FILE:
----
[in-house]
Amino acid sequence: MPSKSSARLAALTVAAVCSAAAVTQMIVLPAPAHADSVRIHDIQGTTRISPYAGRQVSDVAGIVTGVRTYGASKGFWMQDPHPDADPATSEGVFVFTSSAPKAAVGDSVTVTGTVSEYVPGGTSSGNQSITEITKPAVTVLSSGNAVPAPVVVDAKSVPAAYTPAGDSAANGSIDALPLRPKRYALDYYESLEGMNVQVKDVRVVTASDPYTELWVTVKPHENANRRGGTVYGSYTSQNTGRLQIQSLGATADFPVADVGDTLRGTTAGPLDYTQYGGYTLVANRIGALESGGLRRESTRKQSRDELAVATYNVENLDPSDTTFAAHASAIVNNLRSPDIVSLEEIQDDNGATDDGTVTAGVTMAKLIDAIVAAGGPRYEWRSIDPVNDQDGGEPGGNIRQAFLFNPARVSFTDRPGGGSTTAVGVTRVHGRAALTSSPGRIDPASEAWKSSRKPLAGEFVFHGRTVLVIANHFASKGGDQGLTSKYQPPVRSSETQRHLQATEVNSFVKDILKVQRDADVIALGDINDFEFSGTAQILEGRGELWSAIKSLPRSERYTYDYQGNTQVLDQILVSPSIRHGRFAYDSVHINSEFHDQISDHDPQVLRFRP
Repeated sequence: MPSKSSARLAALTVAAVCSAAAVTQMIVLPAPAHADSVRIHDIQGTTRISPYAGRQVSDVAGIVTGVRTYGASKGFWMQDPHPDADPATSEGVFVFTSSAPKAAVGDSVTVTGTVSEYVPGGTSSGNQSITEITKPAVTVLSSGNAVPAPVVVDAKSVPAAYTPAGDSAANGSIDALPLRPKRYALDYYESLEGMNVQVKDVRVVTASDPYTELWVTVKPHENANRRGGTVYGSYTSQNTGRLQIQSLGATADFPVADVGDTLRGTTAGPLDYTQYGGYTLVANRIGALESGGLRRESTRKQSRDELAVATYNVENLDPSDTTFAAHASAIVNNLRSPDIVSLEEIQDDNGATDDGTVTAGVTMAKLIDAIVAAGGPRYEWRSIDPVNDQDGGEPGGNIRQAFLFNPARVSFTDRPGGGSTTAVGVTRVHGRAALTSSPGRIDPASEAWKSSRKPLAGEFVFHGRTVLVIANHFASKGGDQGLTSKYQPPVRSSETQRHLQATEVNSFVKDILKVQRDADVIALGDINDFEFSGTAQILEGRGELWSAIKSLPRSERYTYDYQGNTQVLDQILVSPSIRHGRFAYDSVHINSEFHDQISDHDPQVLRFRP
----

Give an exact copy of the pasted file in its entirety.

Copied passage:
[in-house]
Amino acid sequence: MPSKSSARLAALTVAAVCSAAAVTQMIVLPAPAHADSVRIHDIQGTTRISPYAGRQVSDVAGIVTGVRTYGASKGFWMQDPHPDADPATSEGVFVFTSSAPKAAVGDSVTVTGTVSEYVPGGTSSGNQSITEITKPAVTVLSSGNAVPAPVVVDAKSVPAAYTPAGDSAANGSIDALPLRPKRYALDYYESLEGMNVQVKDVRVVTASDPYTELWVTVKPHENANRRGGTVYGSYTSQNTGRLQIQSLGATADFPVADVGDTLRGTTAGPLDYTQYGGYTLVANRIGALESGGLRRESTRKQSRDELAVATYNVENLDPSDTTFAAHASAIVNNLRSPDIVSLEEIQDDNGATDDGTVTAGVTMAKLIDAIVAAGGPRYEWRSIDPVNDQDGGEPGGNIRQAFLFNPARVSFTDRPGGGSTTAVGVTRVHGRAALTSSPGRIDPASEAWKSSRKPLAGEFVFHGRTVLVIANHFASKGGDQGLTSKYQPPVRSSETQRHLQATEVNSFVKDILKVQRDADVIALGDINDFEFSGTAQILEGRGELWSAIKSLPRSERYTYDYQGNTQVLDQILVSPSIRHGRFAYDSVHINSEFHDQISDHDPQVLRFRP
Repeated sequence: MPSKSSARLAALTVAAVCSAAAVTQMIVLPAPAHADSVRIHDIQGTTRISPYAGRQVSDVAGIVTGVRTYGASKGFWMQDPHPDADPATSEGVFVFTSSAPKAAVGDSVTVTGTVSEYVPGGTSSGNQSITEITKPAVTVLSSGNAVPAPVVVDAKSVPAAYTPAGDSAANGSIDALPLRPKRYALDYYESLEGMNVQVKDVRVVTASDPYTELWVTVKPHENANRRGGTVYGSYTSQNTGRLQIQSLGATADFPVADVGDTLRGTTAGPLDYTQYGGYTLVANRIGALESGGLRRESTRKQSRDELAVATYNVENLDPSDTTFAAHASAIVNNLRSPDIVSLEEIQDDNGATDDGTVTAGVTMAKLIDAIVAAGGPRYEWRSIDPVNDQDGGEPGGNIRQAFLFNPARVSFTDRPGGGSTTAVGVTRVHGRAALTSSPGRIDPASEAWKSSRKPLAGEFVFHGRTVLVIANHFASKGGDQGLTSKYQPPVRSSETQRHLQATEVNSFVKDILKVQRDADVIALGDINDFEFSGTAQILEGRGELWSAIKSLPRSERYTYDYQGNTQVLDQILVSPSIRHGRFAYDSVHINSEFHDQISDHDPQVLRFRP